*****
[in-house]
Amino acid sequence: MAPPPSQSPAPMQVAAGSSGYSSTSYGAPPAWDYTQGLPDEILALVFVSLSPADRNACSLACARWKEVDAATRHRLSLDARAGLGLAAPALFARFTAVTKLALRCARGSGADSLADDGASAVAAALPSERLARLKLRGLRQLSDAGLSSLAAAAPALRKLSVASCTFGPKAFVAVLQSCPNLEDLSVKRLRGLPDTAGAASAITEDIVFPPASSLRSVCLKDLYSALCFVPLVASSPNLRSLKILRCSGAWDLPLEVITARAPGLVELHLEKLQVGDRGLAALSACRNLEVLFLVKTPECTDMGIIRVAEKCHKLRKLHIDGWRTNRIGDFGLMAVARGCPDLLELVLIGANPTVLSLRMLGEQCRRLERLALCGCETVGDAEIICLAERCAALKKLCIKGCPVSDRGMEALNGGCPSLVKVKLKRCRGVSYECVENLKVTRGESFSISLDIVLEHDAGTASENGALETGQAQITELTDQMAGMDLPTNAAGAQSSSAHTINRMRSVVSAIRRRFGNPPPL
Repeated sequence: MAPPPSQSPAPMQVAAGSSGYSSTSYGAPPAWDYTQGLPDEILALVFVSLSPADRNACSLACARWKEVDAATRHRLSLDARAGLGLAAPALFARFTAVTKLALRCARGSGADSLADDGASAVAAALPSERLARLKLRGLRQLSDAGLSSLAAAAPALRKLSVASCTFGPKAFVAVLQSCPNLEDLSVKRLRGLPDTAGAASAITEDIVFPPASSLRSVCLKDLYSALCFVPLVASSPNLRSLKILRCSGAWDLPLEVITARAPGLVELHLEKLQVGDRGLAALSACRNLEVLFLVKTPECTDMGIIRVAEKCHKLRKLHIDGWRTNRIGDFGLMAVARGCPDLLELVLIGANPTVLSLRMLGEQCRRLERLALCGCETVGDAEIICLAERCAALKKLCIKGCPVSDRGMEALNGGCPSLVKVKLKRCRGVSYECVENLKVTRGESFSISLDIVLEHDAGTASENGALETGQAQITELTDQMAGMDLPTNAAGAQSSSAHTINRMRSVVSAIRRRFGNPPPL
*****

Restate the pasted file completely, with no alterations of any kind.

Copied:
[in-house]
Amino acid sequence: MAPPPSQSPAPMQVAAGSSGYSSTSYGAPPAWDYTQGLPDEILALVFVSLSPADRNACSLACARWKEVDAATRHRLSLDARAGLGLAAPALFARFTAVTKLALRCARGSGADSLADDGASAVAAALPSERLARLKLRGLRQLSDAGLSSLAAAAPALRKLSVASCTFGPKAFVAVLQSCPNLEDLSVKRLRGLPDTAGAASAITEDIVFPPASSLRSVCLKDLYSALCFVPLVASSPNLRSLKILRCSGAWDLPLEVITARAPGLVELHLEKLQVGDRGLAALSACRNLEVLFLVKTPECTDMGIIRVAEKCHKLRKLHIDGWRTNRIGDFGLMAVARGCPDLLELVLIGANPTVLSLRMLGEQCRRLERLALCGCETVGDAEIICLAERCAALKKLCIKGCPVSDRGMEALNGGCPSLVKVKLKRCRGVSYECVENLKVTRGESFSISLDIVLEHDAGTASENGALETGQAQITELTDQMAGMDLPTNAAGAQSSSAHTINRMRSVVSAIRRRFGNPPPL
Repeated sequence: MAPPPSQSPAPMQVAAGSSGYSSTSYGAPPAWDYTQGLPDEILALVFVSLSPADRNACSLACARWKEVDAATRHRLSLDARAGLGLAAPALFARFTAVTKLALRCARGSGADSLADDGASAVAAALPSERLARLKLRGLRQLSDAGLSSLAAAAPALRKLSVASCTFGPKAFVAVLQSCPNLEDLSVKRLRGLPDTAGAASAITEDIVFPPASSLRSVCLKDLYSALCFVPLVASSPNLRSLKILRCSGAWDLPLEVITARAPGLVELHLEKLQVGDRGLAALSACRNLEVLFLVKTPECTDMGIIRVAEKCHKLRKLHIDGWRTNRIGDFGLMAVARGCPDLLELVLIGANPTVLSLRMLGEQCRRLERLALCGCETVGDAEIICLAERCAALKKLCIKGCPVSDRGMEALNGGCPSLVKVKLKRCRGVSYECVENLKVTRGESFSISLDIVLEHDAGTASENGALETGQAQITELTDQMAGMDLPTNAAGAQSSSAHTINRMRSVVSAIRRRFGNPPPL